We are predicting the following results:
Preseli Pembrokeshire – Stephen Crabb, Conservative, Hold
Carmarthen West and South Pembrokeshire – Simon Hart, Conservative, Hold
Carmarthen East and Dinefwr – Jonathan Edwards, Plaid Cymru, Hold
Llanelli – Nia Griffith, Labour, Hold
Ceredigion – Ben Lake, Plaid Cymru, Hold
Effectively, we predict no change in members of parliament for any of the constituencies in west Wales.
Cadno’s General Election message
NO AMOUNT of lies told by politicians will change the fact that poorer and/or fewer public services in Carmarthenshire are a direct result of budgetary decisions reached in London.
For the last nine and a half years, the Party pulling the budgetary strings has been the Conservatives. Choices made by the Conservative Party in Westminster to cut welfare benefits, target the most vulnerable in society to bear the burden of austerity, strip out funding for public services, to reduce access to criminal justice through cuts to the police and courts – underpin many of the issues affecting Carmarthenshire. If you look around Carmarthenshire and see the number of people dependent on food banks, people in work reliant on charity for food, you must realise how much their use has climbed in the last decade.
Austerity was a political choice made by the Conservative Party. It placed the burden for baling out banks on those with the least. The bankers kept their money, the people with least to give ended up giving the most. Even George Osborne acknowledges – now – Labour wasn’t responsible for the financial crisis.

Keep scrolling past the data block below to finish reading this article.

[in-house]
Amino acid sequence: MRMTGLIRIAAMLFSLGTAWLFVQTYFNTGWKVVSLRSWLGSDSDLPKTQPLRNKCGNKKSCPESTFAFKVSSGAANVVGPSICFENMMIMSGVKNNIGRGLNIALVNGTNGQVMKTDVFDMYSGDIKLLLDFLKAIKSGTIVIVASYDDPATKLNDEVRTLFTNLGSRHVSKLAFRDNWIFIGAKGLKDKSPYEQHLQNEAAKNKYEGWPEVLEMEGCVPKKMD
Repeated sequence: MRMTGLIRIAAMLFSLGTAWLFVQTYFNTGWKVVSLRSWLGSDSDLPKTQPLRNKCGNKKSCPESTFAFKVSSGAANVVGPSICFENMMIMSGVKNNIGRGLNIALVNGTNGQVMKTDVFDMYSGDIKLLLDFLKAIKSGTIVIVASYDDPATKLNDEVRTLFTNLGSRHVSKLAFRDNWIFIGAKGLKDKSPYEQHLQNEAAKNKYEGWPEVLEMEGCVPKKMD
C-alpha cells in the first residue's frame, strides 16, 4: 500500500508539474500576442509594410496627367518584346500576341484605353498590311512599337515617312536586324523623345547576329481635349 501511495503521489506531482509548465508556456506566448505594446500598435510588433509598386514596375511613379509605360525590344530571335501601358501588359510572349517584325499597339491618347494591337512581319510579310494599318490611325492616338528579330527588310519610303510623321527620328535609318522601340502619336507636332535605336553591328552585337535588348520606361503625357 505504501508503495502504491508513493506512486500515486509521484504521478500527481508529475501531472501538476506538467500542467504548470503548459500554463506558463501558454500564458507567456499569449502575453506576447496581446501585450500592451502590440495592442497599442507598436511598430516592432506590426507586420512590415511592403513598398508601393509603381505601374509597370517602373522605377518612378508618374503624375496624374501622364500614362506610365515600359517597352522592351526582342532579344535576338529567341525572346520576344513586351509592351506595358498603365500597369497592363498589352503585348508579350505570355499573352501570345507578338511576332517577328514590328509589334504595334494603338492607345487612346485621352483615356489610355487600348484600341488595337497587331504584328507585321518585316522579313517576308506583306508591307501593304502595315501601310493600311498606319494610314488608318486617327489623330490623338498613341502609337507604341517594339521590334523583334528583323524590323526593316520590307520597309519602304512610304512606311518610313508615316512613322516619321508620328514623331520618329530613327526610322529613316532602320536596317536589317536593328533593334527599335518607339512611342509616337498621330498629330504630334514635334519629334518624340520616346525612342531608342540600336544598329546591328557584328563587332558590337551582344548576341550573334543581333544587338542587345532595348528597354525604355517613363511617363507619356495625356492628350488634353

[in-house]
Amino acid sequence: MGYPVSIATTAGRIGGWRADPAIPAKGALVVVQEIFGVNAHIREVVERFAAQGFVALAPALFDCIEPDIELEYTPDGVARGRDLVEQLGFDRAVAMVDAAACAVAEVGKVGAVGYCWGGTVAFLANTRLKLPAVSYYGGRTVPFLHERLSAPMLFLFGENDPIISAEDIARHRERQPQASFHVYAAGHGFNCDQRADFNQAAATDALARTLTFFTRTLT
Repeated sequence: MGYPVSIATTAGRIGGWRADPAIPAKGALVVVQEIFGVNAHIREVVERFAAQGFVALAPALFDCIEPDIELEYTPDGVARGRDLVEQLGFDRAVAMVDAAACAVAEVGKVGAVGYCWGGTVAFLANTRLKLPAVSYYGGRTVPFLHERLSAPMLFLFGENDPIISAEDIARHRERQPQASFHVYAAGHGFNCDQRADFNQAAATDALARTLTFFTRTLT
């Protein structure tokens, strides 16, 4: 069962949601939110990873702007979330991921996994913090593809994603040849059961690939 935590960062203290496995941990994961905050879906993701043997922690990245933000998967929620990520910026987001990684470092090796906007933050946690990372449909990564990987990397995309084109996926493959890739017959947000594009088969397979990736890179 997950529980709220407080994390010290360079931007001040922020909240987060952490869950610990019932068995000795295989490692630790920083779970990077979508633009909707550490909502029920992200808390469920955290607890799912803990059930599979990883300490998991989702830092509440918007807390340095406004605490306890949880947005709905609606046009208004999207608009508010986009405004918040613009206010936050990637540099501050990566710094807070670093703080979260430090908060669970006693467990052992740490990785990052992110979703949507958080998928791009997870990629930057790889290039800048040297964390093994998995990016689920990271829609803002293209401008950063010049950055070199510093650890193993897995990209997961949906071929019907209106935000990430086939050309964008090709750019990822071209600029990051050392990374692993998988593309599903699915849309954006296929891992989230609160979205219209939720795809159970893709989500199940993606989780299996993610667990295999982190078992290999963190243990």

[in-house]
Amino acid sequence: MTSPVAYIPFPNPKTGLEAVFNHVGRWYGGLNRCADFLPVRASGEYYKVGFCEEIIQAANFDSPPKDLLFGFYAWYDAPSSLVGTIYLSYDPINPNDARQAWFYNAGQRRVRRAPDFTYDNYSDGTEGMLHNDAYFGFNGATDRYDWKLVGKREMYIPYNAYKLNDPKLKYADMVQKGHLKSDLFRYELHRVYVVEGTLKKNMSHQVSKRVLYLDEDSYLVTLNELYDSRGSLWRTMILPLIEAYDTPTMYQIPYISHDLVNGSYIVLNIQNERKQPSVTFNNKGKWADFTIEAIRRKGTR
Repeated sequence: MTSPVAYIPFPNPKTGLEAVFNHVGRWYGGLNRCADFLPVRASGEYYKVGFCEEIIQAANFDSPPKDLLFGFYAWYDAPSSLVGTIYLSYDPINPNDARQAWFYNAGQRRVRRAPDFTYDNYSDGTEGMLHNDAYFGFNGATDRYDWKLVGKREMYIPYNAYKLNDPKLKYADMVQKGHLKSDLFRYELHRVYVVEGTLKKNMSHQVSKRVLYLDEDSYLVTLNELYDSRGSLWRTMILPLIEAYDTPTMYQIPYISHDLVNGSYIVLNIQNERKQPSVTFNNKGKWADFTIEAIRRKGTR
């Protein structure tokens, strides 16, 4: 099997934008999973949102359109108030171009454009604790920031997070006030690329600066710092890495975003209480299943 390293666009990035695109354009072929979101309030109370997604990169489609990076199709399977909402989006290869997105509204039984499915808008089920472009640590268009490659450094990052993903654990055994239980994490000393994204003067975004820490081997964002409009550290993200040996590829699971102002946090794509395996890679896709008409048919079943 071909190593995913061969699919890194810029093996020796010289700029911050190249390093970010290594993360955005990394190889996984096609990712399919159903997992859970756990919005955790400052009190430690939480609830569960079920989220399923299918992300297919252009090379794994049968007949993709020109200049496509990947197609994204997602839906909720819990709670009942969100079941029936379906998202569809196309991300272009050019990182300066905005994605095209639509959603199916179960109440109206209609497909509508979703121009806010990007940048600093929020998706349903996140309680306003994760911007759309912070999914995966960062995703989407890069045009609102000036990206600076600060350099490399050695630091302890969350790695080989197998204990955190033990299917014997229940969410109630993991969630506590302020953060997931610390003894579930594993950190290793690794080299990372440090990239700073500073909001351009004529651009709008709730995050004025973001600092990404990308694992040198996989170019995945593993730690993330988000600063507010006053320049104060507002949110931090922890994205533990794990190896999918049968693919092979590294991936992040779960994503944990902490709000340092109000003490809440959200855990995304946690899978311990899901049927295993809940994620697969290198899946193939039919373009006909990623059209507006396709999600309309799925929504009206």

When you’re angry at the Council, at the Health Board, the persistent ‘they’ who never listen ‘to the likes of you and me’, you should be angry at the people ultimately responsible. Central Government has been very good at shuffling the blame for cuts down the line – but it is ultimately responsible. No jiggery-pokery with spending promises that just reshuffle the same old money or apply only to England will change that.
One Conservative PM called a referendum to hold his party together; a second tried to reach a deal that appeased the head-bangers in her party and failed accordingly; the current PM – one of the head-bangers who blocked Brexit in favour of moving the UK to Narnia – is a proven serial liar and blustering bully whose idea of research is reading back issues of The Beezer.
This column isn’t about Brexit. Quite frankly, most minds are made up on the issue in a way that tolerates no rational debate. For all the difference one fat fox will make to his readers’ thinking on that subject, he may as well pee in the sea at Pembrey.
All Cadno can do is state the facts: every industry which contributes to Carmarthenshire’s economy will be affected adversely by tariffs between the UK and the EU. And the magic lifebelt to help relieve the fall will be a City Deal funded directly and indirectly by EU funding.
But Cadno wants to turn to those of you who either have not decided HOW to vote or those who have decided NOT to vote.